Half-Light, in this sense, is Rostam's attempt at introducing his version of New York—his experiences and perspective—to an audience that's grown accustom to Koenig's interpretations and lyrical ideas. "On this record [Half-Light], having the responsibility of the narrative and the storytelling aspect, that was really important to me," he continues. "I kept thinking to myself as I was working, 'Am I telling the full story of the record, am I telling the full story of every song?'" Batmanglij's split from Vampire Weekend wasn't a drama-filled breakup or a breakdown of vision. Batmanglij simply wanted to take a crack at the record he's spent much of his adult life contemplating. "I had a picture in my mind of certain records by the Velvet Underground or Lou Reed or Arthur Russell or The Strokes," he explains. "Across different eras there have been these albums that are time capsules of New York and I wanted to make a record like that."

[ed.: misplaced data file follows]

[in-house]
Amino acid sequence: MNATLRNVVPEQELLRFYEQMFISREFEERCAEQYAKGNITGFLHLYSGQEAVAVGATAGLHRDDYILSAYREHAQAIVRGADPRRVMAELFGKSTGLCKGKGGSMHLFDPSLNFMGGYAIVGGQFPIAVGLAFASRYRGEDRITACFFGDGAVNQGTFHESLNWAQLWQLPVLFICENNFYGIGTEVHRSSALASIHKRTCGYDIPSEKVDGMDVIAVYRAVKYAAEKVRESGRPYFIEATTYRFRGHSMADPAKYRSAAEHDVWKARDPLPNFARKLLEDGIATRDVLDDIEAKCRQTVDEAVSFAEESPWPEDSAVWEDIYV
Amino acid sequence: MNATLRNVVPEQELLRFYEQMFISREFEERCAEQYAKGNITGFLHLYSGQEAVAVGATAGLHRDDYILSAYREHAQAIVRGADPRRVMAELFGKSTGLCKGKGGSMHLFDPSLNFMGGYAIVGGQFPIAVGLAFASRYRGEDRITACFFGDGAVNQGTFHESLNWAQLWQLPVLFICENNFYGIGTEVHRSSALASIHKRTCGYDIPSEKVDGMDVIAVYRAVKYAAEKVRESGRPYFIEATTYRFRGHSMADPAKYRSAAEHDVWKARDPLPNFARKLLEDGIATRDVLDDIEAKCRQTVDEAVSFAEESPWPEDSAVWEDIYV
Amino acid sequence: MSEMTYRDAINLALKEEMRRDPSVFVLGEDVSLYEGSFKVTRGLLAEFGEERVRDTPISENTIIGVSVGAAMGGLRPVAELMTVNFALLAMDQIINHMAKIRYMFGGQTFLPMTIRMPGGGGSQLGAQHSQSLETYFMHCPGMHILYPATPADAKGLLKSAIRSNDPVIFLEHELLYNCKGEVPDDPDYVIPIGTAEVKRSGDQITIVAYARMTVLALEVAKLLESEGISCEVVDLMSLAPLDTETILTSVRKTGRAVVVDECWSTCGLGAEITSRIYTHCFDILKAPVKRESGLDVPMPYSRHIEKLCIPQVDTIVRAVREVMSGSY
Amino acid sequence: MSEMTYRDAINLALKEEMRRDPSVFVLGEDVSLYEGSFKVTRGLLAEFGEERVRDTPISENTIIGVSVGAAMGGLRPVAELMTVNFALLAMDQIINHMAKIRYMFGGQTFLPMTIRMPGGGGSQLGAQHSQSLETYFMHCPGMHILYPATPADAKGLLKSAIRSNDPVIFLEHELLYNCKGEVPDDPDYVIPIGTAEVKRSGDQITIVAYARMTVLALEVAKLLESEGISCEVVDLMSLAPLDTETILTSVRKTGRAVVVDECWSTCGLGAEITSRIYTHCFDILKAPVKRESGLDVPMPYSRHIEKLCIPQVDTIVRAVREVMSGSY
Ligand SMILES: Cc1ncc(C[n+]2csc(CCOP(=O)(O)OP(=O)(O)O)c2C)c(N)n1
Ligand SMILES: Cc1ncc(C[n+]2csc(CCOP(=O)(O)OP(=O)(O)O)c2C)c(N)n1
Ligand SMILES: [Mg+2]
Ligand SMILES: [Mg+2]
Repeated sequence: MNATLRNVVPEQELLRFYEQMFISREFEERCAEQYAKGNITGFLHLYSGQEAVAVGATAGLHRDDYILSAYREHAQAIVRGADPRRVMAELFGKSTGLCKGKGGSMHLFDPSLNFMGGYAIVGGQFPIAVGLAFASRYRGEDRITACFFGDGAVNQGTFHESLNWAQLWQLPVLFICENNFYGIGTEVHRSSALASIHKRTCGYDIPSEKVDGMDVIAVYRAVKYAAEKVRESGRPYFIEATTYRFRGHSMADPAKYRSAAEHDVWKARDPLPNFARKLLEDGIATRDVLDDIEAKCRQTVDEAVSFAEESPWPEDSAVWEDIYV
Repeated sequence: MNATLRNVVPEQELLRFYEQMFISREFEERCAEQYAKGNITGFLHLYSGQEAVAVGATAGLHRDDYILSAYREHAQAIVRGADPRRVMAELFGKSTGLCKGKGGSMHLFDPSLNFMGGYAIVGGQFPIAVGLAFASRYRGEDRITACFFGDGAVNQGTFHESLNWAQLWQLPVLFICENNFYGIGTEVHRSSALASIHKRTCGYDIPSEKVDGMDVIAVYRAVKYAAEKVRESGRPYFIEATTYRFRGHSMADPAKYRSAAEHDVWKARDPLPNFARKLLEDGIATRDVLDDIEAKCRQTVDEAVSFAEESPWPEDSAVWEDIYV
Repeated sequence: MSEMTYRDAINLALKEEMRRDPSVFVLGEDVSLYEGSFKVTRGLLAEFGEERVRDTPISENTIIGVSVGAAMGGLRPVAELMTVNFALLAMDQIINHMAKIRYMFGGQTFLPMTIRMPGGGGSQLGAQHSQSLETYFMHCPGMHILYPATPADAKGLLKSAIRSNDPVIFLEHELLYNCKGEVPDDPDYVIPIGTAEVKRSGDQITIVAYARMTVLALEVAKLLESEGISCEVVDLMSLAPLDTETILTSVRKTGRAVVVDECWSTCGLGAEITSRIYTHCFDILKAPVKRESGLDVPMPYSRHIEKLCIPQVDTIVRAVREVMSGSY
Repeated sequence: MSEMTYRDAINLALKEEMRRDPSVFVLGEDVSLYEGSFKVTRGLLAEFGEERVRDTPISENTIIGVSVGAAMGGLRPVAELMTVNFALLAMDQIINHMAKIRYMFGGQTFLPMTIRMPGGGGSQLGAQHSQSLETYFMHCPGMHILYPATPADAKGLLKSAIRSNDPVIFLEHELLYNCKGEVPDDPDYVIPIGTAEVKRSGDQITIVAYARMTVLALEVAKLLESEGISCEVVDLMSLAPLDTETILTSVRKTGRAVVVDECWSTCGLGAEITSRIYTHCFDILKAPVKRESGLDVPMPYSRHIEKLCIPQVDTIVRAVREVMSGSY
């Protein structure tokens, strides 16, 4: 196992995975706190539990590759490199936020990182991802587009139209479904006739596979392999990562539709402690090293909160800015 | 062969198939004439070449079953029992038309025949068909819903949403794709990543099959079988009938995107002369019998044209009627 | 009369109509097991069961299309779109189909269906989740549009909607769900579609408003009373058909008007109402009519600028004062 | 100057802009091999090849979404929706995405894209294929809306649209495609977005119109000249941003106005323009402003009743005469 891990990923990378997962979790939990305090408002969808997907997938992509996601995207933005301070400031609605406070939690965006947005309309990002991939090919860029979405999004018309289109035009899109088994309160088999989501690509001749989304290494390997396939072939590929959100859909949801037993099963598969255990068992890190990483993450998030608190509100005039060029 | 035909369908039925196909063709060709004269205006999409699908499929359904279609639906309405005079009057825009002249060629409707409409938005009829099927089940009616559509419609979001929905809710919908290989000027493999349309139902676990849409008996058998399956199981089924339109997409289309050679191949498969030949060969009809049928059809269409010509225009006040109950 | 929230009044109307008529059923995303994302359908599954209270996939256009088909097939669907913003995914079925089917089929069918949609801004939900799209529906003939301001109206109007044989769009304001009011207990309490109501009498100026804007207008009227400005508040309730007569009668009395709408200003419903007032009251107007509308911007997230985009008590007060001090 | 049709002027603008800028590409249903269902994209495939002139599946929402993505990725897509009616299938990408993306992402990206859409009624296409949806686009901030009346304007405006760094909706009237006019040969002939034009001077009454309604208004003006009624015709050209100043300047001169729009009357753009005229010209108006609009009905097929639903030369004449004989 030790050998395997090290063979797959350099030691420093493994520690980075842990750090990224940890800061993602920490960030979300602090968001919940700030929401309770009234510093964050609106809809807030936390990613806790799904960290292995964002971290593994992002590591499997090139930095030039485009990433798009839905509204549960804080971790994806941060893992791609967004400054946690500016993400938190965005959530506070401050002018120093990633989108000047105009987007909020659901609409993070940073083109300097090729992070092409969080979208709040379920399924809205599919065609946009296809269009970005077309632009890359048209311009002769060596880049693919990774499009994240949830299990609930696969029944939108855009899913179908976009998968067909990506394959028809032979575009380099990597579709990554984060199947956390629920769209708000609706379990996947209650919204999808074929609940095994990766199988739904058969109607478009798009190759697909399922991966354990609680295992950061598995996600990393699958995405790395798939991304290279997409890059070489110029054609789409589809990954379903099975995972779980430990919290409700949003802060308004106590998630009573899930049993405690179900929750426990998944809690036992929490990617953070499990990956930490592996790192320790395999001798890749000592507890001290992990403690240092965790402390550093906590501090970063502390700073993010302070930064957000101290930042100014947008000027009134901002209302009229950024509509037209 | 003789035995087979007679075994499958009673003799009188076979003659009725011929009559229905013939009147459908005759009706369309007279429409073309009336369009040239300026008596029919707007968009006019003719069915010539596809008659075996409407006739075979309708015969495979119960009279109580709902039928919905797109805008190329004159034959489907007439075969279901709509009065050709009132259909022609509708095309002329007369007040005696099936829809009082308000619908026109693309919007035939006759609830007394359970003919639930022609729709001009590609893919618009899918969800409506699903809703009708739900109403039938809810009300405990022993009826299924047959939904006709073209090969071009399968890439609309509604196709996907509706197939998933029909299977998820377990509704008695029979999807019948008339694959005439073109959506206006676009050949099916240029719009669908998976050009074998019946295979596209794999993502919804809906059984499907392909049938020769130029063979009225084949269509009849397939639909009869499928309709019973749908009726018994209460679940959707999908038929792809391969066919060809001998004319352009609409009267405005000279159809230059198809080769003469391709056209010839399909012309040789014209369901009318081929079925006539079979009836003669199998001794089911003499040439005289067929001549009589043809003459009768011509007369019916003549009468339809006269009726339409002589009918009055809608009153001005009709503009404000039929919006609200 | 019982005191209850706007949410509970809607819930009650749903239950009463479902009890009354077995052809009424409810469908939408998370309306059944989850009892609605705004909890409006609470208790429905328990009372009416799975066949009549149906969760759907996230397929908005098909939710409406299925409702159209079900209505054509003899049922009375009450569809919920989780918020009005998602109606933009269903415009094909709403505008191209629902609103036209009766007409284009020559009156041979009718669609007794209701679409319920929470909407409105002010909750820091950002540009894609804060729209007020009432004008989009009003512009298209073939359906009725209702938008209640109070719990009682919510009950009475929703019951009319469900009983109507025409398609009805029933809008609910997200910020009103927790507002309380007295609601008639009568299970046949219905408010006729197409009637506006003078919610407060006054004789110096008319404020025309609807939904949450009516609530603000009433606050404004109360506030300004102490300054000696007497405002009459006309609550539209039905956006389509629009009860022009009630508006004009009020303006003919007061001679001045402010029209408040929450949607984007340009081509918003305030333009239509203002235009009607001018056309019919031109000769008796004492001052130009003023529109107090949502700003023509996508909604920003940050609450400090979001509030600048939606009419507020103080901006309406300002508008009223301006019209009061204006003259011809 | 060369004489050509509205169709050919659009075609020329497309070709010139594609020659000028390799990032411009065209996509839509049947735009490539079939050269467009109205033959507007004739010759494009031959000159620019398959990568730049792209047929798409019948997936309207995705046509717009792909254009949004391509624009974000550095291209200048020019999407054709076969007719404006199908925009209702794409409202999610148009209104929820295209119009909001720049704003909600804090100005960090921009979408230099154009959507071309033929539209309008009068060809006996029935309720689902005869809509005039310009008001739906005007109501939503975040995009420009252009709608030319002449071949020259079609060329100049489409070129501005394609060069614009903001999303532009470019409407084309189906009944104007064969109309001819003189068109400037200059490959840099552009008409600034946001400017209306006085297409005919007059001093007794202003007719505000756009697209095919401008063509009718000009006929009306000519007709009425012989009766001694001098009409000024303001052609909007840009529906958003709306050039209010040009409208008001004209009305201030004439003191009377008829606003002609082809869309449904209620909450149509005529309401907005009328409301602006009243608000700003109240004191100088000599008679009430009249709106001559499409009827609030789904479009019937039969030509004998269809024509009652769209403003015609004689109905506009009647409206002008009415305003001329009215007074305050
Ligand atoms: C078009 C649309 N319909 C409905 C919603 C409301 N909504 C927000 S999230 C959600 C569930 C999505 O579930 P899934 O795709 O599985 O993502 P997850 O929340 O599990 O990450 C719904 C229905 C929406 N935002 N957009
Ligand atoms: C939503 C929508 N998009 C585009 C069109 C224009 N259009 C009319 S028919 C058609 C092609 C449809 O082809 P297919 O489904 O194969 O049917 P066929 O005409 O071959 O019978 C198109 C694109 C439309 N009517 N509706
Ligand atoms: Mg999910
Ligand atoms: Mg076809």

Vampire Weekend certainly addresses the same thematic ideas, but whereas the group projected their world onto the backdrop of New York, Half-Light turns inwards, examining deeply intimate and personal experiences within the context of Rostam's time in New York. It's at once a kaleidoscopic look at the blissful experiences that can only happen in the five boroughs, and the alienation of being a person that doesn't fit in, stuck in the most suffocating city in the world. "I hope it's an album that anyone can come to no matter what their life experience has been," he reflects. "That said, I definitely made it with people who've had experiences like mine in mind. I hope I can reach those people and they can feel less alone in the world."